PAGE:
Today’s gospel story appears to be a direct response to the story of the temptation of Jesus in last Sunday’s Gospel. Two of those temptations began with the words, “If you are the Son of God …” In today’s Gospel God the Father himself affirms, “This is my chosen Son; listen to him.”
The Transfiguration occupies a place in the season of Lent similar to its position in the gospels themselves. It occurs before our Lord’s passion, during which his appearance will be far from divine, as he is beaten, bloody and weak. We will hear in the First Reading on Good Friday: “[T]here was in him no stately bearing to make us look at him, nor appearance that would attract us to him.” (Isaiah 53:2bc) On Palm Sunday of the Lord’s Passion, we will hear in the Second Reading: “Rather, he emptied himself, taking the form of a slave … he humbled himself, becoming obedient to the point of death, even death on a cross.” (Philippians 2:7a, 8) The Transfiguration is intended to sustain us in the face of Christ’s passion, just as it was granted to the disciples who would witness his passion, so that we not give in to despair but see the passion as the prelude to the revelation of Christ’s glory. We already know the end of the story, the good news of the resurrection. This Transfiguration Sunday reminds us to keep that vision before us as we continue our Lenten pilgrimage toward Easter.
Our Lenten pilgrimage is a reminder that our entire life is a pilgrimage to something greater. Saint Paul reminds us in today’s Second Reading that we, too, can look forward to a transfiguration: “[The Lord Jesus Christ] will change our lowly body to conform with his glorified body.” This is because, by virtue of our baptism, “our citizenship is in heaven.” While this world may be a “valley of tears” (cf. the “Hail Holy Queen”) and this life a walk through “the valley of the shadow of death” (Psalm 23:4) we “shall see the bounty of the Lord in the land of the living,” because “the Lord is [our] life and [our] salvation.” (Today’s Responsorial Psalm)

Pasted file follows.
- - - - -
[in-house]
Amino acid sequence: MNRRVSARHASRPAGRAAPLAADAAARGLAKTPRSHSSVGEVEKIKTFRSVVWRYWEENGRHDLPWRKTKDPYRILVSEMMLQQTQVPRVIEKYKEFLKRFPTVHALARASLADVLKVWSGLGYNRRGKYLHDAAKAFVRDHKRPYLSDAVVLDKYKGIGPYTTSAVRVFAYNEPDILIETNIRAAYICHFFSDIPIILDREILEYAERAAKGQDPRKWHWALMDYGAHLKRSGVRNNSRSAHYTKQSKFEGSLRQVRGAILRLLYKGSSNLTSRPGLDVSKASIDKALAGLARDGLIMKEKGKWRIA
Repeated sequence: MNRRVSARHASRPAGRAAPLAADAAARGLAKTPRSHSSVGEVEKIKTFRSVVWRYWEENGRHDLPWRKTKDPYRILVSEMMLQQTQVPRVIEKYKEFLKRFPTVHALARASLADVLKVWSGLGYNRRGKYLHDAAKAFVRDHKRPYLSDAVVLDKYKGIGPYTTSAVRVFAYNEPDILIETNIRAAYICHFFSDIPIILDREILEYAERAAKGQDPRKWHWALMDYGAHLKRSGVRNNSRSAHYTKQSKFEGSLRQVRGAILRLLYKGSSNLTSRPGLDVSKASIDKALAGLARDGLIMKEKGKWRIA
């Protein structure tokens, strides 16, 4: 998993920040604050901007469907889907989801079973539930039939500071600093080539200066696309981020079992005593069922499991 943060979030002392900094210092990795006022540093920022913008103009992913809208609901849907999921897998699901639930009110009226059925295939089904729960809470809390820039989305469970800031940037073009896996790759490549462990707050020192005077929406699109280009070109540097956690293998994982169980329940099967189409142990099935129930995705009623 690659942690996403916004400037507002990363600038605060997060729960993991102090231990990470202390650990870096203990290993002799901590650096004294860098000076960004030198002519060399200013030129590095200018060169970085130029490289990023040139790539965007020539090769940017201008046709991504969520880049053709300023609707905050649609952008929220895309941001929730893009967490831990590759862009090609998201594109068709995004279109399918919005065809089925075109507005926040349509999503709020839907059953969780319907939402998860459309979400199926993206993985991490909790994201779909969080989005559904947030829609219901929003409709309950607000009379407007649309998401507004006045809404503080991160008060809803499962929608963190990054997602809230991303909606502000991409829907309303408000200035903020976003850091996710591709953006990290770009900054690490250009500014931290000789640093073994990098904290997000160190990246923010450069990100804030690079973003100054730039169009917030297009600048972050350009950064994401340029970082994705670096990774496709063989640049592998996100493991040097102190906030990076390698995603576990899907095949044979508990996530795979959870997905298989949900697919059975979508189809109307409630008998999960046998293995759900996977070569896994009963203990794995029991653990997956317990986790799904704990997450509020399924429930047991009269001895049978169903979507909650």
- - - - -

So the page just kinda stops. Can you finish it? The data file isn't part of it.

Remember that the Fridays of Lent, the day of our Lord’s passion and death, are days of penance, characterized by abstinence from eating meat at least by those who are 14 and older. I encourage families to come to the Stations of the Cross at 6:00 on Wednesday evenings at St. Charles. “The Way of the Cross” or “The Stations of the Cross” is a centuries-old devotion that gives to us who cannot make a pilgrimage to the Holy Land the opportunity to walk with Christ along the Via Dolorosa (“Sorrowful Street”). Guided by passages from the scriptures and prayers from the liturgy, we are able to meditate upon our Lord’s suffering for the sake of our redemption. Nowadays there are few families who come. This is really sad, since families miss out on this opportunity to pray together, and children lose this opportunity to learn the story of our Lord’s passion and its meaning for us. So make it a point to come to the Stations on the Wednesdays which remain this Lent.
May this Lenten season be one of grace and blessing for all of us, especially those who may have become estranged from the Church and desire reconciliation. Pray for the needs of the Church in our diocese and,as always, pray for peace.
May God bless his people with peace.